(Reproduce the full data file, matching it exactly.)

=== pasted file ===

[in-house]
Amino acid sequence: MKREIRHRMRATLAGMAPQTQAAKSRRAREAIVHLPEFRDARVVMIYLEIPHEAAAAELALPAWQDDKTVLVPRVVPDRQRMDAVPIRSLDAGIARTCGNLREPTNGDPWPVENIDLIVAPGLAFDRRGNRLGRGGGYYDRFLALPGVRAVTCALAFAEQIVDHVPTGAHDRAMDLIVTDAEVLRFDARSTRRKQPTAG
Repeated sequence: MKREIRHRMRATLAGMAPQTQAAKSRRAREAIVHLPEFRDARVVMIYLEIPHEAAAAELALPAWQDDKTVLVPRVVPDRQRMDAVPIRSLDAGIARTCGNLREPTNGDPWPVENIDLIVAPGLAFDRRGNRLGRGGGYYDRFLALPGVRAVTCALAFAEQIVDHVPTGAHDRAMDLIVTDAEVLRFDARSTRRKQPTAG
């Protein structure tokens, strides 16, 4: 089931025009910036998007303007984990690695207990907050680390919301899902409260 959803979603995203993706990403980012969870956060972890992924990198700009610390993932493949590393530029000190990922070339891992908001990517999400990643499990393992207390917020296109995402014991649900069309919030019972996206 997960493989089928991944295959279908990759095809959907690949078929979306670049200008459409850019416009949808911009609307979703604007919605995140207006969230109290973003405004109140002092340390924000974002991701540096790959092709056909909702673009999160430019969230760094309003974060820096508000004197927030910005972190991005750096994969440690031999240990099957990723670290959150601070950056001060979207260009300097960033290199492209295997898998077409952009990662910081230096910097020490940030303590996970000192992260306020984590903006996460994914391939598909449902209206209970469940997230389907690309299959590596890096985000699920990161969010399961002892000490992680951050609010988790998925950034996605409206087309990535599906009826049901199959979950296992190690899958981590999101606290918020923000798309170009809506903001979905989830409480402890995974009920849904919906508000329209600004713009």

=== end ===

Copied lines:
[in-house]
Amino acid sequence: MKREIRHRMRATLAGMAPQTQAAKSRRAREAIVHLPEFRDARVVMIYLEIPHEAAAAELALPAWQDDKTVLVPRVVPDRQRMDAVPIRSLDAGIARTCGNLREPTNGDPWPVENIDLIVAPGLAFDRRGNRLGRGGGYYDRFLALPGVRAVTCALAFAEQIVDHVPTGAHDRAMDLIVTDAEVLRFDARSTRRKQPTAG
Repeated sequence: MKREIRHRMRATLAGMAPQTQAAKSRRAREAIVHLPEFRDARVVMIYLEIPHEAAAAELALPAWQDDKTVLVPRVVPDRQRMDAVPIRSLDAGIARTCGNLREPTNGDPWPVENIDLIVAPGLAFDRRGNRLGRGGGYYDRFLALPGVRAVTCALAFAEQIVDHVPTGAHDRAMDLIVTDAEVLRFDARSTRRKQPTAG
């Protein structure tokens, strides 16, 4: 089931025009910036998007303007984990690695207990907050680390919301899902409260 959803979603995203993706990403980012969870956060972890992924990198700009610390993932493949590393530029000190990922070339891992908001990517999400990643499990393992207390917020296109995402014991649900069309919030019972996206 997960493989089928991944295959279908990759095809959907690949078929979306670049200008459409850019416009949808911009609307979703604007919605995140207006969230109290973003405004109140002092340390924000974002991701540096790959092709056909909702673009999160430019969230760094309003974060820096508000004197927030910005972190991005750096994969440690031999240990099957990723670290959150601070950056001060979207260009300097960033290199492209295997898998077409952009990662910081230096910097020490940030303590996970000192992260306020984590903006996460994914391939598909449902209206209970469940997230389907690309299959590596890096985000699920990161969010399961002892000490992680951050609010988790998925950034996605409206087309990535599906009826049901199959979950296992190690899958981590999101606290918020923000798309170009809506903001979905989830409480402890995974009920849904919906508000329209600004713009």